New model for the photoperiod response in plants. (A) The picture on the left represents the currently accepted model for, in which light-activated CO overcomes the temperature-dependent inhibition from FLC and induces the expression of FT in the phloem companion cells. FT is moved to the phloem and channelled to the apical meristem where it binds to FD and the complex is recruited into the nucleus. FT–FD binds to the promoter of and other meristematic floral integrators, changing the vegetative developmental programme to the ABC programme, eventually producing flowers. (B) The model proposed here includes that depicted in A, but also recruits similar photoperiodic mechanisms to regulate other developmental programmes and basic physiological processes. Yellow arrows represent external signals: day/night transition; circadian clock; light quality; and a metabolic signal represented by a fertilizer bottle. Black arrows indicate some of the outputs of the photoperiodic response. http://jxb.oxfordjournals.org/
The functional phytochrome consists of two identical proteins, each with a chromophore. One part of the protein acts as the photoreceptor, and the other as akinase, which triggers cellular responses.
When the chromophore absorbs light, it isomerizes from one form to the other. This change in configuration results in a slight change in the kinase portion of the protein. http://www.bio.miami.edu/
The kinase is the biologically active region of the molecule, and its interaction with other biological molecules elicits a physiological response. http://www.bio.miami.edu/
Diagram of interconversion of the Pr and Pfr forms of phytochrome. Obviously Pr absorbs red light 660nm very strongly, while pfr absorbs far-red light at 730nm, this leads to differences in their chemical structures and responses. http://www.photobiology.info/
You can see the relationship between chlorophyll and phytochrome, both have evolved from a tetrapyrrole ring system also seen in the phycobilin pigments of bacteria. The chromophore is bound to a protein, just as in the case of chlorophyll. The protein has a mass of 165 kilodaltons. What is interesting is how the chemical structure of phytochrome is altered to its complementary form when struck by photons of the correct energy level (wavelength!); http://plantphys.info/
It's all about gene expression. Ultimately, the signal transduction pathway results in the activation (or, in some cases, the suppression) of genes involved in the production of a specific, environmentally-induced phenotype.
A signal transduction pathway usually involves the increase in the activity of enzymes specific to a particular physiological response, either by stimulating transcription of the mRNA coding for that enzyme (transcriptional control) OR activating existing enzymes; http://www.bio.miami.edu/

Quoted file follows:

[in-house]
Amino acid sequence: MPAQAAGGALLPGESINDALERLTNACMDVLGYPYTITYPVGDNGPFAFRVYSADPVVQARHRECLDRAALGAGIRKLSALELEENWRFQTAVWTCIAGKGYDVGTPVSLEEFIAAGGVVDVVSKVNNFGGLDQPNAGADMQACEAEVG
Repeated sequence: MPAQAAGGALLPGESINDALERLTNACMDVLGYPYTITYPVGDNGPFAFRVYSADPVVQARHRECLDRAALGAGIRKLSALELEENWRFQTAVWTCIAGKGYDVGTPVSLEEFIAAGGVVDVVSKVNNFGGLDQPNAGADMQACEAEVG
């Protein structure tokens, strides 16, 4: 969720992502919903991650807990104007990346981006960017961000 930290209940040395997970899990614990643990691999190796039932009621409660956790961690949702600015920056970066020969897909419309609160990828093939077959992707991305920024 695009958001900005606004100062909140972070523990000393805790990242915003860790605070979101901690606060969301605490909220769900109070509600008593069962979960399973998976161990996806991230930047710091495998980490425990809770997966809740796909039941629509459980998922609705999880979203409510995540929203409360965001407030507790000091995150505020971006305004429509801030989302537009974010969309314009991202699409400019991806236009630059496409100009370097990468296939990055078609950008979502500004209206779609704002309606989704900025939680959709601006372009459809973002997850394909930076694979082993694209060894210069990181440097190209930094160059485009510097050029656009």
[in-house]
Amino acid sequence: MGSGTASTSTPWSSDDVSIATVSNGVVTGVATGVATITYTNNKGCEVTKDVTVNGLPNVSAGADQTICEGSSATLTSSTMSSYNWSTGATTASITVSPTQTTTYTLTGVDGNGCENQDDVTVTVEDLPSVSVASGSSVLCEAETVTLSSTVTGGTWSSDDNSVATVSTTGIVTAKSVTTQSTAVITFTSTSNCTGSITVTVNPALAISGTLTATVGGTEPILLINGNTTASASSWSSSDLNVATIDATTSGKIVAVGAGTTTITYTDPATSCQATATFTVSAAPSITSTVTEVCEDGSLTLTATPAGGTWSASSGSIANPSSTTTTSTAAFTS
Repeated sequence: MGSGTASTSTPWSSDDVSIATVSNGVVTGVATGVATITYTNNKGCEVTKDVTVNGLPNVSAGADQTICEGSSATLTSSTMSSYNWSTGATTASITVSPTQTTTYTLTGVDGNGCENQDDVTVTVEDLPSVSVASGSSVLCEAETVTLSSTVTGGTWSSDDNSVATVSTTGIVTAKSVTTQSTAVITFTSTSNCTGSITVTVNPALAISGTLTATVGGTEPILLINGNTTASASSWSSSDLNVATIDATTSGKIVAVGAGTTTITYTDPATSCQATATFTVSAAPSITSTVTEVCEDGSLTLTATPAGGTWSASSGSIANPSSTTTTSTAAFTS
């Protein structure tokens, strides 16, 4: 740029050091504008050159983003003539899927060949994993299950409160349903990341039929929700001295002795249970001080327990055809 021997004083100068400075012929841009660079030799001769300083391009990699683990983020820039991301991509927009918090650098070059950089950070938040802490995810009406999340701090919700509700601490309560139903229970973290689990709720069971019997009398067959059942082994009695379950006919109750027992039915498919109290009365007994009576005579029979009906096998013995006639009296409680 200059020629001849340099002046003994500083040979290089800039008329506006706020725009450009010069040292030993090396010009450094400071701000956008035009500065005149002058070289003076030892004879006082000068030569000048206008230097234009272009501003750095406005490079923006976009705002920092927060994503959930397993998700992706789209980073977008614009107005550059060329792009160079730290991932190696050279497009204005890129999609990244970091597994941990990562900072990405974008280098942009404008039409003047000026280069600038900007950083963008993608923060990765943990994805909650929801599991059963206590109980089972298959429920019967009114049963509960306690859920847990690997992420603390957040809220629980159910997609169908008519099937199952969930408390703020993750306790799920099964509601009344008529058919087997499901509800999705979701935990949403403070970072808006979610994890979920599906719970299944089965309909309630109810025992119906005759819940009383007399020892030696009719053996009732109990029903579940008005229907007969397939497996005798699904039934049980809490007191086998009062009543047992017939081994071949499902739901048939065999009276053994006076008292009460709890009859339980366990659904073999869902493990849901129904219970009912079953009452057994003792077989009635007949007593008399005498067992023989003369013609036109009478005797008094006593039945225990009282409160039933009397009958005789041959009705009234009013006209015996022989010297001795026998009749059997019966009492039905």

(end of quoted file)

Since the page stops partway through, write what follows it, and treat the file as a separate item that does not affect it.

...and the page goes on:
Cellular signaling coordinates reprogramming of metabolism and gene expression and thus ultimately determines performance under stress conditions. Our work focuses on protein phosphorylation, which controls many cellular processes, especially those involved in intercellular communication and coordination of complex functions. We merge non-targeted and hypothesis-driven experiments and apply a broad range of genetic, metabolic, biochemical, physiological and genomic tools to gain novel insights into signaling mechanisms driving metabolic adaptation and gene expression in response to environmental stress. The GSK3/shaggy-like protein kinases MsK4 and ASKα are examples of protein kinases that we identified in a biochemical and a genetic screen as novel regulators of metabolic adjustment to high soil salinity. MsK4 associates with starch granules and positively regulates high salt tolerance by adjusting carbohydrate metabolism in response to environmental stress (Fig. 2).
ASKα links signal transduction with cellular redox balance during stress by regulating the glucose-6-phosphate dehydrogenase, a key enzyme for redox regulation (Fig. 3).
ASKα is an important regulator of ROS detoxification and, thus, acclimation to salt stress. High salinity activates ASKα, which, in turn, phosphorylates G6PD6, thereby stimulating its activity. Enhanced G6PD activity provides NADPH for the antioxidant system to remove excess ROS. Reduction of H2O2 to H2O can then be mediated by the glutathione peroxidase cycle or by the ascorbate-glutathione cycle. Claudia Jonak;http://www.gmi.oeaw.ac.at/
Plants respond to environmental stress. Plants are permanently exposed to a multitude of external stimuli; which plant cells have to transform into physiologically intelligible signals. Extracellular stimuli are perceived and internalized by various cellular receptors and are, subsequently, transduced by signaling cascades to induce appropriate cellular responses, which ultimately lead to physiological and developmental modifications determining the sensitivity or tolerance of a plant.; Claudia Jonak: http://www.gmi.oeaw.ac.at/
Immunity to microbial infection is a common feature of metazoans and plants. Plants employ plasma membrane and cytoplasmic receptor systems for sensing microbe-derived or host-derived patterns and effectors and to trigger inducible immune defenses. Different biochemical types of plasma membrane immune receptors mediate recognition predominantly of peptide and carbohydrate patterns. Current research highlights the role of immune receptor complex formation in plant immunity. In particular, ligand binding by immune receptors generates molecular surfaces that enable either receptor homo-dimerization or co-receptor recruitment for subsequent signal transduction. New insight into negative regulatory principles of immune receptor function further suggests substantial dynamics in protein–protein interactions at the plasma membrane that we are only beginning to understand. From www.sciencedirect.com - May 21, 5:43 AM; http://www.scoop.it/
Plants are equipped with receptors for different kinds of pathogens. http://biotec.campusnet.unito.it/